European Union Agrees to Tough Sanctions Against Russia

Russia's President Vladimir Putin meets with head of the presidential human rights council, Mikhail Fedotov, at the Novo-Ogaryovo state residence outside Moscow on July 29, 2014. Mikhail Klimentyev/RIA Novosti/Kremlin/Reuters

The European Union has agreed to new economic sanctions against Russia for its role in Ukraine, and the measures will target its energy, finance, and defense sectors, the BBC reports. More details are expected to come this afternoon.

America and Europe have already enacted a number of sanctions, such as visa bans and asset freezes, against Russian individuals, particularly those involved with fighting in Ukraine. Dmitry Rogozin, Russia's deputy prime minister, is so far the highest-ranking official touched by the initial sanctions, The Telegraph reports. Russian intelligence chiefs are among the 15 individuals and 18 entities added to the list for freezes and bans.

This next phase of sanctions, which will likely include an arms embargo on future deals, is expeced to focus on Russian state banks' ability to access capital markets; the defence sector; dual-use goods, which include technologies that can also be used for military purposes; and sensitive technology, such as for shale and Arctic exploration, used in the energy sector. The aim, according to the BBC, is to make supporting pro-Russian rebels fighting in Ukraine a more expensive endeavour.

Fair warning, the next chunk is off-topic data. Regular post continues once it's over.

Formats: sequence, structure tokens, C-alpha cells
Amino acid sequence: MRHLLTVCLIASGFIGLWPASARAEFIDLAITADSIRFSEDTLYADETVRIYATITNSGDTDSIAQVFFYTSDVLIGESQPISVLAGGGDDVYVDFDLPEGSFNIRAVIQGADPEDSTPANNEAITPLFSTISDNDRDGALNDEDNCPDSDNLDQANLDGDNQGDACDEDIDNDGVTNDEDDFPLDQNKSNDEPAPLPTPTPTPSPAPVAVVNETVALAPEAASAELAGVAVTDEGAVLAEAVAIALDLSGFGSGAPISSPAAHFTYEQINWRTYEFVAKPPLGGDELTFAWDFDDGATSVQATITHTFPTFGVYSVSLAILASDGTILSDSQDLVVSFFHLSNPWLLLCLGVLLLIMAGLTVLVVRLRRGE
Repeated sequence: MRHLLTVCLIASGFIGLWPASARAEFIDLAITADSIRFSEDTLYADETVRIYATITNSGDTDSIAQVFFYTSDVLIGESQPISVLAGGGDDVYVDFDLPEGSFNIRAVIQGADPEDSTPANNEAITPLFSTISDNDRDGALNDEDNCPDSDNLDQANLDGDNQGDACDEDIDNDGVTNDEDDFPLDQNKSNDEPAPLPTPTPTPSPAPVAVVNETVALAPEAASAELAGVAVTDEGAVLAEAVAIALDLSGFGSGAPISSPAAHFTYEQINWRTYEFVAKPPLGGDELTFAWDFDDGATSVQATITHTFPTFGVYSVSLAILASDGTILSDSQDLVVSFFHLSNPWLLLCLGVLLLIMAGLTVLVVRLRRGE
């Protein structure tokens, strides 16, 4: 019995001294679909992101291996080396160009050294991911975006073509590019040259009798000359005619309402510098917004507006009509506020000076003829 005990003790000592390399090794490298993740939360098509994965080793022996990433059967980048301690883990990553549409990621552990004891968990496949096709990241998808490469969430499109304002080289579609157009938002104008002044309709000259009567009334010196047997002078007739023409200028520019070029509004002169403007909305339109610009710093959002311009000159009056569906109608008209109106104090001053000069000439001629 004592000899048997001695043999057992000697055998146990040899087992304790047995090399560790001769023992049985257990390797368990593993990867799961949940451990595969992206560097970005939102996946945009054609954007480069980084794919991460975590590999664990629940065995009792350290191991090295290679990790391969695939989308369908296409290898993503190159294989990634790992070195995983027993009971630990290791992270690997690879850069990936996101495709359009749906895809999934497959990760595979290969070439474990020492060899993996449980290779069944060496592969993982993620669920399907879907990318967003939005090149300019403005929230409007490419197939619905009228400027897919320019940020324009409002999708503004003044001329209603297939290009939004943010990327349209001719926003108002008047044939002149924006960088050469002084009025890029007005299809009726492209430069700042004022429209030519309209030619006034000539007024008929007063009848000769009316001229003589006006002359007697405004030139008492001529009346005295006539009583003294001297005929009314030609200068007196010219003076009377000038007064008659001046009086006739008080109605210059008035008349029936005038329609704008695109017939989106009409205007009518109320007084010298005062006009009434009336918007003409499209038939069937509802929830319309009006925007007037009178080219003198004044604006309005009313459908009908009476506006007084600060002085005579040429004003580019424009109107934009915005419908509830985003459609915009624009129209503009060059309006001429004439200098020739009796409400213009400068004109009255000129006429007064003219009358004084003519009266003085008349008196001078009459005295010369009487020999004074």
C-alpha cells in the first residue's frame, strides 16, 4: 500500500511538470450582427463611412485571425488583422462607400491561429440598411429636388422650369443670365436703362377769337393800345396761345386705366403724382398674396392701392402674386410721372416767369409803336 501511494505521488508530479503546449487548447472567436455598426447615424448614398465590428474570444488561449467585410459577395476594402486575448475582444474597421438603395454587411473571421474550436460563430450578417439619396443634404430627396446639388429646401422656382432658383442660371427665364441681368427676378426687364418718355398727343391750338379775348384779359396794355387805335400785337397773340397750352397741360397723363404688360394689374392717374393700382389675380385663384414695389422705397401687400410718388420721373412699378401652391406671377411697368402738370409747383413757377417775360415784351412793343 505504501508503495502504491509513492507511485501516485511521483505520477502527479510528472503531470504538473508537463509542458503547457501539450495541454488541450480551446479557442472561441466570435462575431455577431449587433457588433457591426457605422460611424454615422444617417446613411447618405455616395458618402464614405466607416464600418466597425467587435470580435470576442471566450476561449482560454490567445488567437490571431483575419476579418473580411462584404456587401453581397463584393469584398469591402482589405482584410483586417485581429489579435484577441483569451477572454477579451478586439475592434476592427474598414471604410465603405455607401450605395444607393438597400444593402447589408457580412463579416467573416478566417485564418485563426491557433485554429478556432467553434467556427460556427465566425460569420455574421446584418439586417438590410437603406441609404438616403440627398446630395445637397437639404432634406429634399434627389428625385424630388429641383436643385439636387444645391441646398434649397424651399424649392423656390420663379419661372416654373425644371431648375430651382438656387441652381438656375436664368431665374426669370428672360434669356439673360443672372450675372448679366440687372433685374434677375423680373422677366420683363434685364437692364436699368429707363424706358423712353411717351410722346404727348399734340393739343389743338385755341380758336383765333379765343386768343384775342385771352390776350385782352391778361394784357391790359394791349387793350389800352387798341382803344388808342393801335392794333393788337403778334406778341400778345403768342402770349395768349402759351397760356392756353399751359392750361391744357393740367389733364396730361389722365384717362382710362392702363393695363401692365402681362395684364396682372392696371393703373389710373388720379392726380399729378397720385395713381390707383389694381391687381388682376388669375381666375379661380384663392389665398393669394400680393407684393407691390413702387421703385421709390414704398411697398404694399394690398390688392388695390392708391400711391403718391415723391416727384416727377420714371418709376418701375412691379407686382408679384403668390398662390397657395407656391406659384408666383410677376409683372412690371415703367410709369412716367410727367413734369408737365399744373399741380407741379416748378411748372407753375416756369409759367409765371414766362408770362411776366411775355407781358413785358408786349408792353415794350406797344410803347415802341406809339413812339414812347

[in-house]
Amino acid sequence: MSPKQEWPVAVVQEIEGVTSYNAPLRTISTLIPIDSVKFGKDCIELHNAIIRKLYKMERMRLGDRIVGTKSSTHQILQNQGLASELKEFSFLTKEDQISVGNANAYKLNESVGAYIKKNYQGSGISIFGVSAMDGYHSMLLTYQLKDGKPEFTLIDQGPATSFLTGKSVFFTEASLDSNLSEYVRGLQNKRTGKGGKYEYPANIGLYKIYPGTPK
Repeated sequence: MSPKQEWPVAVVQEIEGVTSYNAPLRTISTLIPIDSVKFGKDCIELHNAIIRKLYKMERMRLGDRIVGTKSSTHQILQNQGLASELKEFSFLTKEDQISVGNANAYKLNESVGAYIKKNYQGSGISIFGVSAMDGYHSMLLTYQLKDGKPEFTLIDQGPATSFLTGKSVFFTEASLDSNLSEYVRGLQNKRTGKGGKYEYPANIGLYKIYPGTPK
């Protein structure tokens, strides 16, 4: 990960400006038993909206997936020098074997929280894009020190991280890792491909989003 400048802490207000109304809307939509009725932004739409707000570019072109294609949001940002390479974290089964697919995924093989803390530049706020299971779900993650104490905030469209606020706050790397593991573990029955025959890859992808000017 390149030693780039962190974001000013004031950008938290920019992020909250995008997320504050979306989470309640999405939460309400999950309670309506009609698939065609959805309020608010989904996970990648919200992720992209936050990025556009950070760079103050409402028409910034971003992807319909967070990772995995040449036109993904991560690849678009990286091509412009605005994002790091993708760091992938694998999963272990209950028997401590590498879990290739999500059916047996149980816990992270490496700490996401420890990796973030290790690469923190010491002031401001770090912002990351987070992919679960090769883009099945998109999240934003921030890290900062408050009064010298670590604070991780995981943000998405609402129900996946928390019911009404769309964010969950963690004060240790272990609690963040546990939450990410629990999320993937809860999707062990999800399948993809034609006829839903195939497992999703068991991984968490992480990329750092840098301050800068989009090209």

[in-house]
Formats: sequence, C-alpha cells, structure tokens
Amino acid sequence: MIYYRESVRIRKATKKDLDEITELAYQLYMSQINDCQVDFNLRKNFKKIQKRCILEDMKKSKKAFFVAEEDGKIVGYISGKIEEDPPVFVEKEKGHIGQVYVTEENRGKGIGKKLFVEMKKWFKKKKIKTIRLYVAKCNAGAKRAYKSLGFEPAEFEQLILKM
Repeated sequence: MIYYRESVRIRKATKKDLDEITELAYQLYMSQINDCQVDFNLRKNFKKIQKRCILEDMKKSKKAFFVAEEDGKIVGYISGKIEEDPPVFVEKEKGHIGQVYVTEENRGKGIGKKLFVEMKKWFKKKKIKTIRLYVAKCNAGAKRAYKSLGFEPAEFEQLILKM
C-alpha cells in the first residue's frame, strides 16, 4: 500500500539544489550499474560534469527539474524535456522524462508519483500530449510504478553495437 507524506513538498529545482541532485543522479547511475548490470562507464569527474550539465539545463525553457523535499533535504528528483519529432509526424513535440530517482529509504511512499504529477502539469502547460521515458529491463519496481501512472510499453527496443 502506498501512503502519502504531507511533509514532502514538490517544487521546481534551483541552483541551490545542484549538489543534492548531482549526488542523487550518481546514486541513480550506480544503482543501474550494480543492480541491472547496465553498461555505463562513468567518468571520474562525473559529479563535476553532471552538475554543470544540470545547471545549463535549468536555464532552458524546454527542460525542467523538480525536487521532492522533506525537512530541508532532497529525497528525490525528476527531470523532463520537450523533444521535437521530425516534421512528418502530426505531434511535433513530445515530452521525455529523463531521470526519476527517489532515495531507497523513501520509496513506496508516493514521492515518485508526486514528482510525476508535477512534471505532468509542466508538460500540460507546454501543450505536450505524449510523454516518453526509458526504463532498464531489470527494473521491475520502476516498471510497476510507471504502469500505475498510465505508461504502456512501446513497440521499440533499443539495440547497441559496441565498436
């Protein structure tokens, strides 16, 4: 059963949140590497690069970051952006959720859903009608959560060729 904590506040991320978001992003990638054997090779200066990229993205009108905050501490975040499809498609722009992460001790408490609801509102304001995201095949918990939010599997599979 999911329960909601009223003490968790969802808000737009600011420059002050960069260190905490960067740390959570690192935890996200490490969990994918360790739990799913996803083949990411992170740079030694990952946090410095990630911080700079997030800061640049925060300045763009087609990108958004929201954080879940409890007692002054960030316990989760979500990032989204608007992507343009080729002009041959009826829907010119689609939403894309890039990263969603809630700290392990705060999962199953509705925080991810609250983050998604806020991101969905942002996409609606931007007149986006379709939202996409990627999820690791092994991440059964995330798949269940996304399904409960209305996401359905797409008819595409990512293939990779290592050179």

The downing of Malaysia Airlines flight MH17 on July 17 fuelled calls for the EU to do more to punish Russia. All 298 people on board the plane died, the majority of them Dutch citizens. Speaking on Tuesday, U.S. Secretary of State John Kerry said there has been "no shred of evidence" to show Russia moving to end violence in the region, the Guardian reports.

European ambassadors from Germany, France, the U.K., and Italy, agreed yesterday to extend the sanctions list to cover Russian President Vladimir Putin's "inner circle," reports the EU Observer.

Putting sanctions on Russia has been a more difficult conversation in some European nations than others. Germany is a close trading partner with Russia — a relationship worth an estimated $100 billion last year — and heavily reliant on the country's energy resources. But Finance Minister Wolfgang Schäuble said peace and stability in the region were more important than economic interests, The Wall Street Journal reported.

Although it's likely that Germany will be among the most affected European countries, the release of evidence by the United States that reportedly includes photos of Russian forces firing rockets over the border into Eastern Ukraine, and separatists using military equipment from Russia, combined with a marked shift in public opinion in Germany — 52 percent of Germans support tough sanctions against Russia, according to a Der Spiegel poll — means there has been growing pressure to join in and enact sanctions.